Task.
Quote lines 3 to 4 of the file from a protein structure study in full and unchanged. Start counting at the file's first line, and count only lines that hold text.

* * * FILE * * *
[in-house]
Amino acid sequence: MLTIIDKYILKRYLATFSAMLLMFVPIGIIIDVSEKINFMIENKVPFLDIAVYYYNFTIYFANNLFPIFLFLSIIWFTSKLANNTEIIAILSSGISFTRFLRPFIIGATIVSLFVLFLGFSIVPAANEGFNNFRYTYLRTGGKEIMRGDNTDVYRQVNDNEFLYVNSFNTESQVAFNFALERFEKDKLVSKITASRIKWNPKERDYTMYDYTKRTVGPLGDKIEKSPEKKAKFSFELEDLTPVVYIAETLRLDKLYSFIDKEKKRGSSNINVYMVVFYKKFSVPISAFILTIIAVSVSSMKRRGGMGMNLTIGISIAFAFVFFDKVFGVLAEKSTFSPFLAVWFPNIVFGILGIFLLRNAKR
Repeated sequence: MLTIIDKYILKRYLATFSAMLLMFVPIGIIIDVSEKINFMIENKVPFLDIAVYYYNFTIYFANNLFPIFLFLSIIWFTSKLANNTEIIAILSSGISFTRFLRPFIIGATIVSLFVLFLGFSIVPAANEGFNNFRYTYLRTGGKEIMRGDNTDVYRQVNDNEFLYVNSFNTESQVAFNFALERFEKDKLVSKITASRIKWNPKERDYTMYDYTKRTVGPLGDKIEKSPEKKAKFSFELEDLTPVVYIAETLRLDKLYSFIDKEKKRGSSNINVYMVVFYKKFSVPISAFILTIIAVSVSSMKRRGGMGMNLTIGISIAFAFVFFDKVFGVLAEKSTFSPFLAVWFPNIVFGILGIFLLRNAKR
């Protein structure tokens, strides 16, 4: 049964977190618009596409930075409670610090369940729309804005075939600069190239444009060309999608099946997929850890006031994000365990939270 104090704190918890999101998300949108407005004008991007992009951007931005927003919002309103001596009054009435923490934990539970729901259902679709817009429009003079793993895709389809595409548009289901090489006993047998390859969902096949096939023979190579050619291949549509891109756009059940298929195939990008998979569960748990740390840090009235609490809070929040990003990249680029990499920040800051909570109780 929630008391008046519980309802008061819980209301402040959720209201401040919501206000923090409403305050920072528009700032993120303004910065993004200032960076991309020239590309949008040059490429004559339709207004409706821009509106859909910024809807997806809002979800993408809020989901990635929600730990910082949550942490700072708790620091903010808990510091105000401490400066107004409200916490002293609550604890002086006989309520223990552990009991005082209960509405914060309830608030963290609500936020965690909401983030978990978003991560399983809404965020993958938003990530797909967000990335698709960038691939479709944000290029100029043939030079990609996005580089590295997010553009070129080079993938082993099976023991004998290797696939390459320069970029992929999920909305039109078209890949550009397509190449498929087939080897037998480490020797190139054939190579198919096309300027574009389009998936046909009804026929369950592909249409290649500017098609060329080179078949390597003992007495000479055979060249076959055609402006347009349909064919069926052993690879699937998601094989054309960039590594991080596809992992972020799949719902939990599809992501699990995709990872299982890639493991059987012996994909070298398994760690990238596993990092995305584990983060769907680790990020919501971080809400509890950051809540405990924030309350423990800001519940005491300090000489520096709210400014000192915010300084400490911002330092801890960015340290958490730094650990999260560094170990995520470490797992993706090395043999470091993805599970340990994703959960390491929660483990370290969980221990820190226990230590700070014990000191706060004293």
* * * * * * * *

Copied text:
Repeated sequence: MLTIIDKYILKRYLATFSAMLLMFVPIGIIIDVSEKINFMIENKVPFLDIAVYYYNFTIYFANNLFPIFLFLSIIWFTSKLANNTEIIAILSSGISFTRFLRPFIIGATIVSLFVLFLGFSIVPAANEGFNNFRYTYLRTGGKEIMRGDNTDVYRQVNDNEFLYVNSFNTESQVAFNFALERFEKDKLVSKITASRIKWNPKERDYTMYDYTKRTVGPLGDKIEKSPEKKAKFSFELEDLTPVVYIAETLRLDKLYSFIDKEKKRGSSNINVYMVVFYKKFSVPISAFILTIIAVSVSSMKRRGGMGMNLTIGISIAFAFVFFDKVFGVLAEKSTFSPFLAVWFPNIVFGILGIFLLRNAKR
């Protein structure tokens, strides 16, 4: 049964977190618009596409930075409670610090369940729309804005075939600069190239444009060309999608099946997929850890006031994000365990939270 104090704190918890999101998300949108407005004008991007992009951007931005927003919002309103001596009054009435923490934990539970729901259902679709817009429009003079793993895709389809595409548009289901090489006993047998390859969902096949096939023979190579050619291949549509891109756009059940298929195939990008998979569960748990740390840090009235609490809070929040990003990249680029990499920040800051909570109780 929630008391008046519980309802008061819980209301402040959720209201401040919501206000923090409403305050920072528009700032993120303004910065993004200032960076991309020239590309949008040059490429004559339709207004409706821009509106859909910024809807997806809002979800993408809020989901990635929600730990910082949550942490700072708790620091903010808990510091105000401490400066107004409200916490002293609550604890002086006989309520223990552990009991005082209960509405914060309830608030963290609500936020965690909401983030978990978003991560399983809404965020993958938003990530797909967000990335698709960038691939479709944000290029100029043939030079990609996005580089590295997010553009070129080079993938082993099976023991004998290797696939390459320069970029992929999920909305039109078209890949550009397509190449498929087939080897037998480490020797190139054939190579198919096309300027574009389009998936046909009804026929369950592909249409290649500017098609060329080179078949390597003992007495000479055979060249076959055609402006347009349909064919069926052993690879699937998601094989054309960039590594991080596809992992972020799949719902939990599809992501699990995709990872299982890639493991059987012996994909070298398994760690990238596993990092995305584990983060769907680790990020919501971080809400509890950051809540405990924030309350423990800001519940005491300090000489520096709210400014000192915010300084400490911002330092801890960015340290958490730094650990999260560094170990995520470490797992993706090395043999470091993805599970340990994703959960390491929660483990370290969980221990820190226990230590700070014990000191706060004293």